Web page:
However, despite our precautions all was not well at the law office. As soon as we entered the reception area I went on alert. This was late on a Friday afternoon and most of the staff had already gone home, but I'd called Shaw to make sure he was there and someone would be available to let us in. Only, while the doors were unlocked, there was no receptionist. The lights were off, too. I knew we were there past usual closing time, but Shaw was supposed to be waiting for us. However, this scene didn't add up. Sally had also noticed something was wrong. There was no need to raise the alarm yet; the receptionist might just have gone to the restroom, the lights might be on timers... Still...

I motioned for Sally to go right, to the door which led to the offices. I cut left and went behind the desk. It was pretty large, actually an elevated reception station. A quick glance showed the phone was off the hook. There was no other sign of disturbance, but that was plenty. Especially since the switchboard was as dead as the overhead lights.

"Trouble," I said, in a low voice.

I quickly opened the cupboard doors under the station but found no sign of the receptionist. While Sally kept watch through the door where she stood, I took a quick look in the restrooms. I found the receptionist - out cold and badly injured - laying on the floor of the men's room.

After a quick check to make sure she was alive, I called 911, reporting an assault with injuries at the office. I made sure the operator knew to tell the police there were two friendlies on the premises checking things out.

I was interrupted by a sudden sound of violence. I hurried back out into the reception area to discover Sally fully engaged with half a dozen men in black clothes and ski masks, complete with bulky gloves. I scooted my cell phone into a corner and moved in to help. I jumped one of the men from behind and had an immediate success in disabling him, simply through taking him by surprise. Unfortunately, these guys were professionals. I was quickly set upon by two others and quickly beaten into submission. Fortunately, their distraction with me allowed Sally to finish the others then come to my rescue. In seconds all the attackers were reduced to moaning lumps of pain.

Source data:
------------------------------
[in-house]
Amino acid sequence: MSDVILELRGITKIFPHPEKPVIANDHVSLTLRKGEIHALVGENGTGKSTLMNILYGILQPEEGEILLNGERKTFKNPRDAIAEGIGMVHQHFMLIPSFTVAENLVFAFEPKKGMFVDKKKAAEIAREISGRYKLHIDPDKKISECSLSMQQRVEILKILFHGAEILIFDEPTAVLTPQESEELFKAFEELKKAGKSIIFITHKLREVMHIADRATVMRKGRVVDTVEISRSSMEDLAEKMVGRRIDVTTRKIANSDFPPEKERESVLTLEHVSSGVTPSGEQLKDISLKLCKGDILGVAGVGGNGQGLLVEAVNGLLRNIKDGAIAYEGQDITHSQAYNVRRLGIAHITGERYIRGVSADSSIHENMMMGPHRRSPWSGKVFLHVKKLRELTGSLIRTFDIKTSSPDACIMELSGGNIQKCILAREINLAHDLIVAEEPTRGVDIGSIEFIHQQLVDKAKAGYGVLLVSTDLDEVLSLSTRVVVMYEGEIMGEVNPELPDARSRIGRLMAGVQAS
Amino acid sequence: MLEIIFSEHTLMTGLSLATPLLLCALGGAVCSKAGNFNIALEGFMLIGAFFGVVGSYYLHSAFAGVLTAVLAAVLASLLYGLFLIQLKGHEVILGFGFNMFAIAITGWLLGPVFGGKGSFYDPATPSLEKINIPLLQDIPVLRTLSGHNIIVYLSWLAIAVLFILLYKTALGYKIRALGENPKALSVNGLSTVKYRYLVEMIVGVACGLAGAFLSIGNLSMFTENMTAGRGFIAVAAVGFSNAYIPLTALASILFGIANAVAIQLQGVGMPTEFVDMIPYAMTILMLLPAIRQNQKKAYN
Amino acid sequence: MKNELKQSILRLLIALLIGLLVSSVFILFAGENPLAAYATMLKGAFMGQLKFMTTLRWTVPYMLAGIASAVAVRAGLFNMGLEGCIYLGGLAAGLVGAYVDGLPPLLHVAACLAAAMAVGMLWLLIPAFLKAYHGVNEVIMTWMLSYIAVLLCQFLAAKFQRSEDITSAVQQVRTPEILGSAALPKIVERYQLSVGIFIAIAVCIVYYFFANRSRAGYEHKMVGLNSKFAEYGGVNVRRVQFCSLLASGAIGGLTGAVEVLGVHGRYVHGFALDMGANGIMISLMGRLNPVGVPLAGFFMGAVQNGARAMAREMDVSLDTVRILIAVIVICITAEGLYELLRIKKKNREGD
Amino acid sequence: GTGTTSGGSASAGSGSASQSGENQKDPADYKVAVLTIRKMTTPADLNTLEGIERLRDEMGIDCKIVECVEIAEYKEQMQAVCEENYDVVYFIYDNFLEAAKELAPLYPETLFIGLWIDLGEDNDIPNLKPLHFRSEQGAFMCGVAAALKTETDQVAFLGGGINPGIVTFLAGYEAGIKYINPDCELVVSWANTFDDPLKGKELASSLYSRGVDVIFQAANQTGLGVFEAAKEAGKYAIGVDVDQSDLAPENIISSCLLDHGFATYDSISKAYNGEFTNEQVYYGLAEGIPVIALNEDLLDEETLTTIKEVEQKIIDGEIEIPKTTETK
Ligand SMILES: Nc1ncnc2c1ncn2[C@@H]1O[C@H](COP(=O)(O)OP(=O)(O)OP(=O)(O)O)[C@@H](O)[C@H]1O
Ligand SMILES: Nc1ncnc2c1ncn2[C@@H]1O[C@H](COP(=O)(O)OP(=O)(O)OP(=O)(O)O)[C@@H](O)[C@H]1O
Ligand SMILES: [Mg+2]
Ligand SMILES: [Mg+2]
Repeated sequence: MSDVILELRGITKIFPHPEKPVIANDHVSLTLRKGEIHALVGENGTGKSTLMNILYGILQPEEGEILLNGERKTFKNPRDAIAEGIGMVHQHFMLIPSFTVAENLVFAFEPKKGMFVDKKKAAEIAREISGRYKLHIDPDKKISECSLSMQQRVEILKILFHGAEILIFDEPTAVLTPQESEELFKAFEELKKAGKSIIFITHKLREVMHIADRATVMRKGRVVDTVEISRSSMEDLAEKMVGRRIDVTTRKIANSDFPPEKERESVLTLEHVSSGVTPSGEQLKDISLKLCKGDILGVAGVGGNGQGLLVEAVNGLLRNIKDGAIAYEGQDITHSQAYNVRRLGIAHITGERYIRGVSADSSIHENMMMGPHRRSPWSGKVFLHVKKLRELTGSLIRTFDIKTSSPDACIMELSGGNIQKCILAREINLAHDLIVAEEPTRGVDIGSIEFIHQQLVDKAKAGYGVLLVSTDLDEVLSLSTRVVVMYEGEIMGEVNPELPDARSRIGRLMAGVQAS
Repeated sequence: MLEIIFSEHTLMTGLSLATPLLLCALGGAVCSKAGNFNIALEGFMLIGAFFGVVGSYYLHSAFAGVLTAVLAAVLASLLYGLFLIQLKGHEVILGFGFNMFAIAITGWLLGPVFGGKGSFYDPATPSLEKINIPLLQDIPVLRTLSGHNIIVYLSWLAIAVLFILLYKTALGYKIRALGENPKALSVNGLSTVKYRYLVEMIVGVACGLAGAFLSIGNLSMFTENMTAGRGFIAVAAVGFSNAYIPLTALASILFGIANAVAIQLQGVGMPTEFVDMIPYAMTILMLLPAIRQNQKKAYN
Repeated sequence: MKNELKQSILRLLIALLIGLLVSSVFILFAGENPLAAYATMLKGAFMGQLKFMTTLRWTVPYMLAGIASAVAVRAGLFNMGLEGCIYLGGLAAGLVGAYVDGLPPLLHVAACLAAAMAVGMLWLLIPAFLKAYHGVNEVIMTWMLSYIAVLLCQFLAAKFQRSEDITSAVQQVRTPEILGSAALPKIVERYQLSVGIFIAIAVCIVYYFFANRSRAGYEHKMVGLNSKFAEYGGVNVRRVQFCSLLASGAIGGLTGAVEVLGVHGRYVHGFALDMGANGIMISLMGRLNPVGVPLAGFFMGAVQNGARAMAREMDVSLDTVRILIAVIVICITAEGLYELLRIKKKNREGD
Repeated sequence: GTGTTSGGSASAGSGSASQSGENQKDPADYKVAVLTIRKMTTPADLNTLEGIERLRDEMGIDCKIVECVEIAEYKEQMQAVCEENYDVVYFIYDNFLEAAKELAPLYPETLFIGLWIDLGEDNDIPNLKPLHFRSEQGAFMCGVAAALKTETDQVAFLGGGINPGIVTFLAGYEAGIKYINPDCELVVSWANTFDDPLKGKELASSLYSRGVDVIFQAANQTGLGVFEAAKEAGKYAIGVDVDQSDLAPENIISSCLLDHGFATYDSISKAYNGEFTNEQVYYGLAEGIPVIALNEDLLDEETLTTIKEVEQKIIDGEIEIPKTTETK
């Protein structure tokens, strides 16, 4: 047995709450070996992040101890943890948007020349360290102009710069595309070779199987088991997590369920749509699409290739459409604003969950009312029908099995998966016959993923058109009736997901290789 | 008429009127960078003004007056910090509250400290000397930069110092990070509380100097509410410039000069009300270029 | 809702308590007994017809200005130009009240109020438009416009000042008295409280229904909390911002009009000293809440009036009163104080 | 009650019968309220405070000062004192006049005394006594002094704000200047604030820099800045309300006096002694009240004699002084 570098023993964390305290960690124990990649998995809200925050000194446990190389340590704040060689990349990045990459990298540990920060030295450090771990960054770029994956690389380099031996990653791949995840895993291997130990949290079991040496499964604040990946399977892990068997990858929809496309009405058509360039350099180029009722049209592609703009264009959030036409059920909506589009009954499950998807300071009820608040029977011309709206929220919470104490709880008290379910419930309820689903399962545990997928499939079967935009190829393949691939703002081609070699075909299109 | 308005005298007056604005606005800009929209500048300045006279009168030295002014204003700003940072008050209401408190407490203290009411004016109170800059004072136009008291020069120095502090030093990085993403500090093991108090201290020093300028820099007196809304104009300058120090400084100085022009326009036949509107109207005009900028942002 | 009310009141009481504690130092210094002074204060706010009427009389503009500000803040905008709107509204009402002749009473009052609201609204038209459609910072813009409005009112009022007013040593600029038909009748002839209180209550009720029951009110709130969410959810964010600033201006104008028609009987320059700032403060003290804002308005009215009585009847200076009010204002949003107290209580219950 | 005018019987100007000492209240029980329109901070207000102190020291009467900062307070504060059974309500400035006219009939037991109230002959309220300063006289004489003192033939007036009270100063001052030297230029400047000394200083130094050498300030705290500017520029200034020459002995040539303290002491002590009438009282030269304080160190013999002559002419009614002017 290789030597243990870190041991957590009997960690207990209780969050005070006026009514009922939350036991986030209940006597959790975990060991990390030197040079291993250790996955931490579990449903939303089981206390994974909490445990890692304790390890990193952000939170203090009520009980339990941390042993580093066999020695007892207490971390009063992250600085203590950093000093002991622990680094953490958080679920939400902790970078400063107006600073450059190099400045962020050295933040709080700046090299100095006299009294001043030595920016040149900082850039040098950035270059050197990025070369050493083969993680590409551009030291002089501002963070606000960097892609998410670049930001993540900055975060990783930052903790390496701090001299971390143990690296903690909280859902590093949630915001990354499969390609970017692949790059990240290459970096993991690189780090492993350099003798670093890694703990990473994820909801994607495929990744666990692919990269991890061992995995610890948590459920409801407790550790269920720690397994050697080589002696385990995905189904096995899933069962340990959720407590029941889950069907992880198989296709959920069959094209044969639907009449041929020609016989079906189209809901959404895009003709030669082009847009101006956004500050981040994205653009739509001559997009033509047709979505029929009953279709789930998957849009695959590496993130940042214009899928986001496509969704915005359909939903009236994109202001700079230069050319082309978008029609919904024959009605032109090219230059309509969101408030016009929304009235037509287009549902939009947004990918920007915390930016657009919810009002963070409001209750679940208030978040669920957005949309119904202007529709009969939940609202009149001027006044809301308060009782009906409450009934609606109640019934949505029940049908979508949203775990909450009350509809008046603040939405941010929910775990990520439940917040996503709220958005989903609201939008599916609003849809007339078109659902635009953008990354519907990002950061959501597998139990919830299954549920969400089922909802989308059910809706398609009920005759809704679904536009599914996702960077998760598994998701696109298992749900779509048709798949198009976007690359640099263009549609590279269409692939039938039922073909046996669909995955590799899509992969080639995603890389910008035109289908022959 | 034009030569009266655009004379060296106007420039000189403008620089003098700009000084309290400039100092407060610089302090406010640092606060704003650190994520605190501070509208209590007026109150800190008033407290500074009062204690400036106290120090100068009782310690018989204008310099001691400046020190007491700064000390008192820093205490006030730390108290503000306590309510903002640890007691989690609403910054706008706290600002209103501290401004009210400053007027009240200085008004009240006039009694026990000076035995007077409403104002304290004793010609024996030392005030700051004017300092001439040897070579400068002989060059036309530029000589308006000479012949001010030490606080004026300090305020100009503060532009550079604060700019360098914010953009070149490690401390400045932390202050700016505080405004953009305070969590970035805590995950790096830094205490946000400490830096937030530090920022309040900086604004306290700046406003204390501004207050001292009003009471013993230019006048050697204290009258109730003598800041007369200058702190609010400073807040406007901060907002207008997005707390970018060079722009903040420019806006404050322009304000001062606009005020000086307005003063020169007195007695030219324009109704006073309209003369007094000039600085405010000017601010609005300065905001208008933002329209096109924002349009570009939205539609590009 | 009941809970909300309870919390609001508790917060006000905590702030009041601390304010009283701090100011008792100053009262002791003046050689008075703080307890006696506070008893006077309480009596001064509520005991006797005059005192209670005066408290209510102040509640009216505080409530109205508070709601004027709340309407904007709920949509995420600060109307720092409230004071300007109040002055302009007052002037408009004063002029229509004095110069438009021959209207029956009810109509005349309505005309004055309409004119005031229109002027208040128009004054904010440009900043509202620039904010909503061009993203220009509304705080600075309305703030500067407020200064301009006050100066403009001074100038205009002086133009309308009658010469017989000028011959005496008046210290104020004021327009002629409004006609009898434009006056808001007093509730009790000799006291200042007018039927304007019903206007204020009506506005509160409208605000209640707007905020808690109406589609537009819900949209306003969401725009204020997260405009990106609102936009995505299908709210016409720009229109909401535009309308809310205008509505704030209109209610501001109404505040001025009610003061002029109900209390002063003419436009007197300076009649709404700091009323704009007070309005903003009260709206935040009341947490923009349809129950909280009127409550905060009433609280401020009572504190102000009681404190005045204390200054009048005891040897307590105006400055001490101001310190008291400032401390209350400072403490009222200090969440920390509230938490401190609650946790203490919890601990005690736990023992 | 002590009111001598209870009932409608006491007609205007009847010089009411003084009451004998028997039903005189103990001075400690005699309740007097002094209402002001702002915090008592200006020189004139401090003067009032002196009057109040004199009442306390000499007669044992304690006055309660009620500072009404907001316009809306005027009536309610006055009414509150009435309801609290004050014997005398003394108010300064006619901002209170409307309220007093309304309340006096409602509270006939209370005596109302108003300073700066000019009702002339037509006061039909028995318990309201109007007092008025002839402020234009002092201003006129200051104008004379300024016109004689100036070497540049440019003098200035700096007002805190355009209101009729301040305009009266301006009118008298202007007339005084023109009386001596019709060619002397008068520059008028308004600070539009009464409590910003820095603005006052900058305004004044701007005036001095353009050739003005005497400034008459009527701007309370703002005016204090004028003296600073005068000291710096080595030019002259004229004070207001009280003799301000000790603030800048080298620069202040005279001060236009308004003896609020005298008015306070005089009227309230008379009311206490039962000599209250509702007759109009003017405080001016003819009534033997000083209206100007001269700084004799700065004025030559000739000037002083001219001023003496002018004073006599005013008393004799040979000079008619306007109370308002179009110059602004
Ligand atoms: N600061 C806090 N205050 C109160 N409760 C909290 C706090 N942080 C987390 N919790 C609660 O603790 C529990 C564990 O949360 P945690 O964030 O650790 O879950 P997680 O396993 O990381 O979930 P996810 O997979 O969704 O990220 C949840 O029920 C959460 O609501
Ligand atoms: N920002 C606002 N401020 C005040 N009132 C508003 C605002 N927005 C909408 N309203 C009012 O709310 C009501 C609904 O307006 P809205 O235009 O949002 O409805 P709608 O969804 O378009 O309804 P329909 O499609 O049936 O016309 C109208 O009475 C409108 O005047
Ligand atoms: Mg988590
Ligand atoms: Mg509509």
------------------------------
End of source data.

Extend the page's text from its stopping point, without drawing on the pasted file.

"How are you?" she asked, panting.

She'd taken a couple of hits hard enough that bruises were already forming, and that was just what I could see on the parts of her skin currently showing. Sap gloves are not something to take lightly, even for a low level physical super. Her clothing was also the worse for wear. With my regeneration I'd likely be back to fully healed before she was, though that was only because she'd stopped them quickly. Still, neither of us had serious injuries.

"Feeling both inadequate and rather aroused," I admitted, as she helped me to my feet. "I am very, very, very glad you're with me on this."

"Are they low-level supers?" she asked, wincing as she rubbed her left upper arm.

"They're wearing sap gloves," I said, as I retrieved my phone, talking as much to the 911 operator as to Sally.

I had immediately recognized the feel of those from painful past experience. Then confirmed them once I had a good look at the gloves.

She started to ask me something, but was interrupted by a moan from down the hall. Which reminded us that we were there to see someone. Sally and I quickly zeroed in on the sound and found Mr. Shaw. Fortunately, while he was stunned that was more emotional than physical.

"I've already called 911," I said, noting how dazed he was. "There's cops and an ambulance on the way. You might need to call others, though. Like your partners, or security agency."

"Oh. Yes. Of course."

He picked up a desk phone, only to find that it was out of service. He had to pull his cell out of his pocket to make his calls. We later learned the attackers had cut all the wires to the building, including power and Internet. Which explained why I the phone at the receptionist's station was dead.

"By the way," he said, briefly covering the mouthpiece of his cell phone, "thank you."

While he spoke with his contact I briefed Sally on what to say and how to act with the police. Then I had her go restrain the attackers while I made sure Shaw was as uninjured as he seemed. The whole time I was talking to the 911 operator, letting her know what we were doing. I told her we would wait outside for the cops.

I helped Shaw up and together we made our way to the foyer. Sally had just finished her knot work, and looked satisfied. She quickly moved to take Shaw's other arm and we went outside.

Sally and I got Shaw seated on a bench shortly before the police arrived, sirens shutting down as a pair of marked cars careened into the guest lot. The drivers skidded their cars into position, exited with guns out and squatted down to put the engines between themselves and us. Then began yelling orders.